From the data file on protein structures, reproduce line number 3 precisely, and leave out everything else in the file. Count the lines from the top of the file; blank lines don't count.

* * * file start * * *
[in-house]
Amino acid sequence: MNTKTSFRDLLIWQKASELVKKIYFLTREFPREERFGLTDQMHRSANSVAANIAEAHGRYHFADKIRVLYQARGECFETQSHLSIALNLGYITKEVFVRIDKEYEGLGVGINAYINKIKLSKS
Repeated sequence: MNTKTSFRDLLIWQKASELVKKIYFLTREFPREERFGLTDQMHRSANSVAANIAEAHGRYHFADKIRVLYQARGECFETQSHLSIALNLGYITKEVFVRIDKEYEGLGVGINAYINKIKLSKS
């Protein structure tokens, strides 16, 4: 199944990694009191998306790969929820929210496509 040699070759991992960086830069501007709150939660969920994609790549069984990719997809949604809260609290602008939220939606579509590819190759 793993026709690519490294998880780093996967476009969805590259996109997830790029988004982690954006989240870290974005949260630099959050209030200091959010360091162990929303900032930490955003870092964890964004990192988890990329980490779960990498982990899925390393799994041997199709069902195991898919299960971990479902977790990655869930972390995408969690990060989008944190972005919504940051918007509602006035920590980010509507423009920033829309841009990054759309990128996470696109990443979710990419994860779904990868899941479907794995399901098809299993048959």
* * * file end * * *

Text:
Repeated sequence: MNTKTSFRDLLIWQKASELVKKIYFLTREFPREERFGLTDQMHRSANSVAANIAEAHGRYHFADKIRVLYQARGECFETQSHLSIALNLGYITKEVFVRIDKEYEGLGVGINAYINKIKLSKS